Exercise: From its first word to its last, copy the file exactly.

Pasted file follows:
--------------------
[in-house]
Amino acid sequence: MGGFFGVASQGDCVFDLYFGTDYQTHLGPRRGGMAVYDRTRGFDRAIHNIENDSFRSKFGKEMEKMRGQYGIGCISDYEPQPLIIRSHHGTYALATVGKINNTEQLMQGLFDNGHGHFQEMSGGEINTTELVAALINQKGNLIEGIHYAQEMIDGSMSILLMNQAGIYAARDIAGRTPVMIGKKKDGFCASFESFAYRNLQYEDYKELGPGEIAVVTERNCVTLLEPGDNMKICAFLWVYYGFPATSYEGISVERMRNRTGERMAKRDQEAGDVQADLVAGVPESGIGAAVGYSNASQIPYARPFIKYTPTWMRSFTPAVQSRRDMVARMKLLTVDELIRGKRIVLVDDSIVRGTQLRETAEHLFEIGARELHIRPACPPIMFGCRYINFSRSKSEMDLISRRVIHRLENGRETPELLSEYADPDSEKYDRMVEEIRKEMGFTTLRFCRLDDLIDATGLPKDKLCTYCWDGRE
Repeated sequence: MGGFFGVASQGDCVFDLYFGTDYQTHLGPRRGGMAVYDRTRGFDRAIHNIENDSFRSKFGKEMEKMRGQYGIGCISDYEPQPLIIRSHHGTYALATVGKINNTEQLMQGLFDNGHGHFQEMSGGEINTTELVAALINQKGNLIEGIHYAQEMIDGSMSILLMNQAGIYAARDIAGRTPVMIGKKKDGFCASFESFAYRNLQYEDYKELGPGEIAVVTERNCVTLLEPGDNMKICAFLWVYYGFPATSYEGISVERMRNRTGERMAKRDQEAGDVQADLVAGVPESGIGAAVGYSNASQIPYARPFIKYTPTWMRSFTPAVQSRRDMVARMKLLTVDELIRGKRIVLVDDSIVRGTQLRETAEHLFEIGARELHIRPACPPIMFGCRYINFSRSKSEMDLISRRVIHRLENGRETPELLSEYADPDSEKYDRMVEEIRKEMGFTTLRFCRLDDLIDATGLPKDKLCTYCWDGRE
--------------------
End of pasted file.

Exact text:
[in-house]
Amino acid sequence: MGGFFGVASQGDCVFDLYFGTDYQTHLGPRRGGMAVYDRTRGFDRAIHNIENDSFRSKFGKEMEKMRGQYGIGCISDYEPQPLIIRSHHGTYALATVGKINNTEQLMQGLFDNGHGHFQEMSGGEINTTELVAALINQKGNLIEGIHYAQEMIDGSMSILLMNQAGIYAARDIAGRTPVMIGKKKDGFCASFESFAYRNLQYEDYKELGPGEIAVVTERNCVTLLEPGDNMKICAFLWVYYGFPATSYEGISVERMRNRTGERMAKRDQEAGDVQADLVAGVPESGIGAAVGYSNASQIPYARPFIKYTPTWMRSFTPAVQSRRDMVARMKLLTVDELIRGKRIVLVDDSIVRGTQLRETAEHLFEIGARELHIRPACPPIMFGCRYINFSRSKSEMDLISRRVIHRLENGRETPELLSEYADPDSEKYDRMVEEIRKEMGFTTLRFCRLDDLIDATGLPKDKLCTYCWDGRE
Repeated sequence: MGGFFGVASQGDCVFDLYFGTDYQTHLGPRRGGMAVYDRTRGFDRAIHNIENDSFRSKFGKEMEKMRGQYGIGCISDYEPQPLIIRSHHGTYALATVGKINNTEQLMQGLFDNGHGHFQEMSGGEINTTELVAALINQKGNLIEGIHYAQEMIDGSMSILLMNQAGIYAARDIAGRTPVMIGKKKDGFCASFESFAYRNLQYEDYKELGPGEIAVVTERNCVTLLEPGDNMKICAFLWVYYGFPATSYEGISVERMRNRTGERMAKRDQEAGDVQADLVAGVPESGIGAAVGYSNASQIPYARPFIKYTPTWMRSFTPAVQSRRDMVARMKLLTVDELIRGKRIVLVDDSIVRGTQLRETAEHLFEIGARELHIRPACPPIMFGCRYINFSRSKSEMDLISRRVIHRLENGRETPELLSEYADPDSEKYDRMVEEIRKEMGFTTLRFCRLDDLIDATGLPKDKLCTYCWDGRE